Taiwan Agriculture Goodwill Mission Signed Letter of Intent To Buy $600 Million in U.S. Agricultural Products

The Taiwan Ministry of Foreign Affairs (MOFA) organized a 22-member Agriculture Trade Goodwill Mission traveling to the United States in September 2022. The U.S. Grains Council is seen as a trusted ambassador for trade between the U.S. and Taiwan. As a result, the Council sponsored five members who are AG-Food industrial leaders to join the delegation.
Since 1998, there have been 14 goodwill missions sent to the U.S. with tremendous results – over 5.6 billion bushels of U.S. grains have been purchased on these missions with a value of $37.9 billion. Taiwan has been among the top 10 importers of U.S. agricultural products since 1993.

In 2021, Taiwan was the seventh-largest market for U.S. corn, soybeans, and wheat and the seventh-largest importer of U.S. agricultural products overall, taking in nearly $3.9 billion. More than one-fifth of Taiwan’s agricultural imports come from the United States, further demonstrating Taiwanese consumers’ preference for top-quality U.S. goods.

The purpose of this biannual mission is to build relationships between members of the Taiwanese industry and U.S. suppliers by signing Letters of Intent (LOI) outlining Taiwan’s intended purchases of corn, beans, wheat, and meat products from the U.S. during 2023 and 2024. The Chairman of U.S. Grains Council and the Chairman of Taiwan Feed Industry Association jointly signed a Letter of Intent committing to purchase 1.5 MMT of U.S. corn and 250 TMT of U.S. DDGS in 2023 and 2024 with a total value of $600 million. The LOI signing ceremony took place on Capitol Hill in Washington DC, witnessed by 28 members of the U.S. House and Senate and six Taiwan legislators.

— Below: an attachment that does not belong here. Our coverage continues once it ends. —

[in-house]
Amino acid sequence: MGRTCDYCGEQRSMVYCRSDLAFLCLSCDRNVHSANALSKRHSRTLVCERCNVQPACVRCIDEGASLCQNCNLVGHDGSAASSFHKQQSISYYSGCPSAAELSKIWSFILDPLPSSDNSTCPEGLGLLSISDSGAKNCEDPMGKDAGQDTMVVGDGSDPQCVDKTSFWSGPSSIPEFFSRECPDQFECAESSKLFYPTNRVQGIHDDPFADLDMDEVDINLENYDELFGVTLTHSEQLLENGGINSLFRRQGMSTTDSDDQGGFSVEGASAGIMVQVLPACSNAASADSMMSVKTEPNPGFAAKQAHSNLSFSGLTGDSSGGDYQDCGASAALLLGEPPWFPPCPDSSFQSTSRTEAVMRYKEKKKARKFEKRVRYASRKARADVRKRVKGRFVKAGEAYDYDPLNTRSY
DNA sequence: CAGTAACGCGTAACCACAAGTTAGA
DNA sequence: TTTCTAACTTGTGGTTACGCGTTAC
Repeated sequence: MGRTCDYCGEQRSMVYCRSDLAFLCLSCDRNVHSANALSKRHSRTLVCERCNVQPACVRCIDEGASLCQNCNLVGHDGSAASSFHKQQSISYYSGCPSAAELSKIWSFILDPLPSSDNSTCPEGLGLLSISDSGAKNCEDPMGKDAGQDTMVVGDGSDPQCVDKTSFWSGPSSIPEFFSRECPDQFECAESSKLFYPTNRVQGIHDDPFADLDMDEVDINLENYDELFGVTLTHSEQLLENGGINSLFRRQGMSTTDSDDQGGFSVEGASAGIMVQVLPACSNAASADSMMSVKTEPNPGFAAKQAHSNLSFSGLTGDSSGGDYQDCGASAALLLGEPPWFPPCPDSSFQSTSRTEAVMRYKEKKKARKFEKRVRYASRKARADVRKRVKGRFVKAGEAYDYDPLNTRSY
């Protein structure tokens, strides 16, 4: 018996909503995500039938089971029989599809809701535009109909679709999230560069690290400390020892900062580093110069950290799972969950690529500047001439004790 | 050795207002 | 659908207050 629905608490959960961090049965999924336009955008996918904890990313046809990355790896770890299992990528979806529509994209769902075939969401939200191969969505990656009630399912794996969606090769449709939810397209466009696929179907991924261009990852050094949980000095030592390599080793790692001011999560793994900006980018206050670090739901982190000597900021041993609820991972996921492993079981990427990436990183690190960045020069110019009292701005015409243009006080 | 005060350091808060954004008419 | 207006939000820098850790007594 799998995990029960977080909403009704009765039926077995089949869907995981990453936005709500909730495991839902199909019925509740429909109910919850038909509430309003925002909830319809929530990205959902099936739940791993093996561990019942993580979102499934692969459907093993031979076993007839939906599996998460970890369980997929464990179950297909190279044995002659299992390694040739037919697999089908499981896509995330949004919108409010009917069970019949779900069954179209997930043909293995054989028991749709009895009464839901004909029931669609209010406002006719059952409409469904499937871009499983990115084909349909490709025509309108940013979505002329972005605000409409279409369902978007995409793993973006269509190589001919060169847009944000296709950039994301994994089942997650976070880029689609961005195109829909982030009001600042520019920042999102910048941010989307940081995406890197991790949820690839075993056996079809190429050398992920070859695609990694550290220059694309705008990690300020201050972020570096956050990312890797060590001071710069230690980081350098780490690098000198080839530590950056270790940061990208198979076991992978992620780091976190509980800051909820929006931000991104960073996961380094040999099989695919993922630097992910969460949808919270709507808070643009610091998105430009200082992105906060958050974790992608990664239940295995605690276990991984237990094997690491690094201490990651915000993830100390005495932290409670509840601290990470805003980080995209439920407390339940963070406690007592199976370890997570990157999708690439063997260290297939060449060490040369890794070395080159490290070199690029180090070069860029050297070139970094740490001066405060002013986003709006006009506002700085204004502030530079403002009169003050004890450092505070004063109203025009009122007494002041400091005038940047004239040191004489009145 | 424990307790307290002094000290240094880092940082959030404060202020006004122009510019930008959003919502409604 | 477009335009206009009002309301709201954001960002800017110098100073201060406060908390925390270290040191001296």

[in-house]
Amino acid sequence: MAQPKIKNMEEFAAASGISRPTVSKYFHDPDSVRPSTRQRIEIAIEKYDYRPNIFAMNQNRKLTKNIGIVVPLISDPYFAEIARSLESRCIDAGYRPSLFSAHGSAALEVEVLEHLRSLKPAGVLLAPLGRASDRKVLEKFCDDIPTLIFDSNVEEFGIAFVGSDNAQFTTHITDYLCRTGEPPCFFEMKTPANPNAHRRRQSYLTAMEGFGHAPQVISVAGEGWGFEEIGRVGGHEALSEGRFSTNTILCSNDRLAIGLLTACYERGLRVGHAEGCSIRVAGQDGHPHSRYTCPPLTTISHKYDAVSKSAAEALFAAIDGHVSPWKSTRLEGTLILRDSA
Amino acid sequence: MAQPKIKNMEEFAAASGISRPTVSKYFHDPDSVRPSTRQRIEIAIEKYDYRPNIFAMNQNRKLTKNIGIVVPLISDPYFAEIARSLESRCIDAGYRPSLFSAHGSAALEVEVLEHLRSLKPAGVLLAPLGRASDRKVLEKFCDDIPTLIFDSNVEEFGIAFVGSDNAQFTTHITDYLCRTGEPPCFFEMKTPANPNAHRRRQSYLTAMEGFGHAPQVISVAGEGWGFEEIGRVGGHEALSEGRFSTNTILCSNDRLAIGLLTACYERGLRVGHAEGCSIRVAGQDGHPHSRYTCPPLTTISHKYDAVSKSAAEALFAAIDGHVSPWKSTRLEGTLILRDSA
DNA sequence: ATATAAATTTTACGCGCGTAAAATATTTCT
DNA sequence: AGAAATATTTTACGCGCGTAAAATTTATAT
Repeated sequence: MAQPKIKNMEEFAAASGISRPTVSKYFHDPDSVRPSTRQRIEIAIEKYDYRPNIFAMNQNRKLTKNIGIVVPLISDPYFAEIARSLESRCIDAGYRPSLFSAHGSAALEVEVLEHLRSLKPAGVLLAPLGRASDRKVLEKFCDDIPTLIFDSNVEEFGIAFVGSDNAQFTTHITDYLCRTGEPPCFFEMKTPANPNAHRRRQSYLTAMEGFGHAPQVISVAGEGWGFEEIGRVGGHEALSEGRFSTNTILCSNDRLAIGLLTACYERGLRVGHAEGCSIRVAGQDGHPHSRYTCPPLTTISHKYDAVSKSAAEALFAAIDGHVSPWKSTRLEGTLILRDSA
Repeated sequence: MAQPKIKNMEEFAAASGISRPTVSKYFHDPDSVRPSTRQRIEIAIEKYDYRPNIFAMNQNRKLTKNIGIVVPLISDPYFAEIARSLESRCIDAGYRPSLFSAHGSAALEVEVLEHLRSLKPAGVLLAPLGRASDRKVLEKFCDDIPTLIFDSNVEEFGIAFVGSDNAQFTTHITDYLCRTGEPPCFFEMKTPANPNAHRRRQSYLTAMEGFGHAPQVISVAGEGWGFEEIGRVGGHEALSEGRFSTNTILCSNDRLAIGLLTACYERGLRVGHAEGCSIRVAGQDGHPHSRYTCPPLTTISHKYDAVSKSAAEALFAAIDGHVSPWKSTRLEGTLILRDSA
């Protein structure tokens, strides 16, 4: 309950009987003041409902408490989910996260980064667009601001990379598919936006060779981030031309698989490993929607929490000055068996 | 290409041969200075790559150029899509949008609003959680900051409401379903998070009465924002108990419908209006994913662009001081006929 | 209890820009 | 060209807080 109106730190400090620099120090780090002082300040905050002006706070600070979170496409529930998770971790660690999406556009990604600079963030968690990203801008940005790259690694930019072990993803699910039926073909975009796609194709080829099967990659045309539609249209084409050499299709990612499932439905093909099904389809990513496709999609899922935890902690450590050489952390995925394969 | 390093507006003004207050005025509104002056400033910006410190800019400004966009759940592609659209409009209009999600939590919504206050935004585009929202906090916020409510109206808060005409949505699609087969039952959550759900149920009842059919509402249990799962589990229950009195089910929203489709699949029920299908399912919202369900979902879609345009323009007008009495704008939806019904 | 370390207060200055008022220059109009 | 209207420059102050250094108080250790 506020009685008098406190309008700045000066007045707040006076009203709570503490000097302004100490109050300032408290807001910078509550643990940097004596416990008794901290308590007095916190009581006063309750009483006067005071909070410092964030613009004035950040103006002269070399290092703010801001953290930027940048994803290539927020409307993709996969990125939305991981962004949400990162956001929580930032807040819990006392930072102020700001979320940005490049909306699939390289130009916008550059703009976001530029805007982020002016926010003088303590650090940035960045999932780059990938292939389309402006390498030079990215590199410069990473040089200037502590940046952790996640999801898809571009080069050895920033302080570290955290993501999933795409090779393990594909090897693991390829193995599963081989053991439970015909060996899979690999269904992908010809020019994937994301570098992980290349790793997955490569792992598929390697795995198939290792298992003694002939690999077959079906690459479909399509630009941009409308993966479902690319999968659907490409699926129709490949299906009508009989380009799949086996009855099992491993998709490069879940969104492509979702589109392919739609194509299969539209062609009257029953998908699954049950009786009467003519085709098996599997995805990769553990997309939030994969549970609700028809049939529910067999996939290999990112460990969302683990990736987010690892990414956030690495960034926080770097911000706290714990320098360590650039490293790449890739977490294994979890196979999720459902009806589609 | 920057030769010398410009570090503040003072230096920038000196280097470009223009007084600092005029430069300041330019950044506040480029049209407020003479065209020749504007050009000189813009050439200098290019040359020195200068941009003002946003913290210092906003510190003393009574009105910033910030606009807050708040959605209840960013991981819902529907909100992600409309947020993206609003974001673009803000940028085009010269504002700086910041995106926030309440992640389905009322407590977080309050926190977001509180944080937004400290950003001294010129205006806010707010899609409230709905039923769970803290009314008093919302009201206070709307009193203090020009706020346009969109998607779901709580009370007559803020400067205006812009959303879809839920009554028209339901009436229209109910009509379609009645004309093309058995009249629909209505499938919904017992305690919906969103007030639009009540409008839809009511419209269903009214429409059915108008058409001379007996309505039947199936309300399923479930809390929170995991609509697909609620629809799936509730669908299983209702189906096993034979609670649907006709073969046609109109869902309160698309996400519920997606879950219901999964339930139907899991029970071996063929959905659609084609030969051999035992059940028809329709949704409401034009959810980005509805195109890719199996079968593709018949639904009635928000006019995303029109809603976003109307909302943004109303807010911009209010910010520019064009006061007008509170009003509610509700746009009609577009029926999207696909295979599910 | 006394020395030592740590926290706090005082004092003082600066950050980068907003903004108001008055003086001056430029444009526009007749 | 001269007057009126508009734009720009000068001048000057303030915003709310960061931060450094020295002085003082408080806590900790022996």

During their time in the United States, mission participants traveled to Washington, D.C., Minnesota, Kentucky, Iowa, and Illinois to have face-to-face meetings with U.S. government officials, governors, senators, congressmen, grain producer, and key leaders of related producers’ associations. During their travels, participants toured farms, plants, and logistic facilities to learn about the U.S. agricultural value chain.

It was the first Taiwan Agricultural Trade Goodwill Mission to visit the U.S. after the pandemic and it showcased the stronger agricultural trade relations between Taiwan and the U.S. It helped the mission members to understand the quality of U.S. grains, educated them about the advantages of using U.S. grains and related co-products and impressed them with the capability of the U.S. grains export system.

Taiwan Ministry of Foreign Affairs (MOFA) initiated and organized this trade mission. U.S. Grains Council hosted the delegation in Washington D.C. and facilitated their meetings around the country.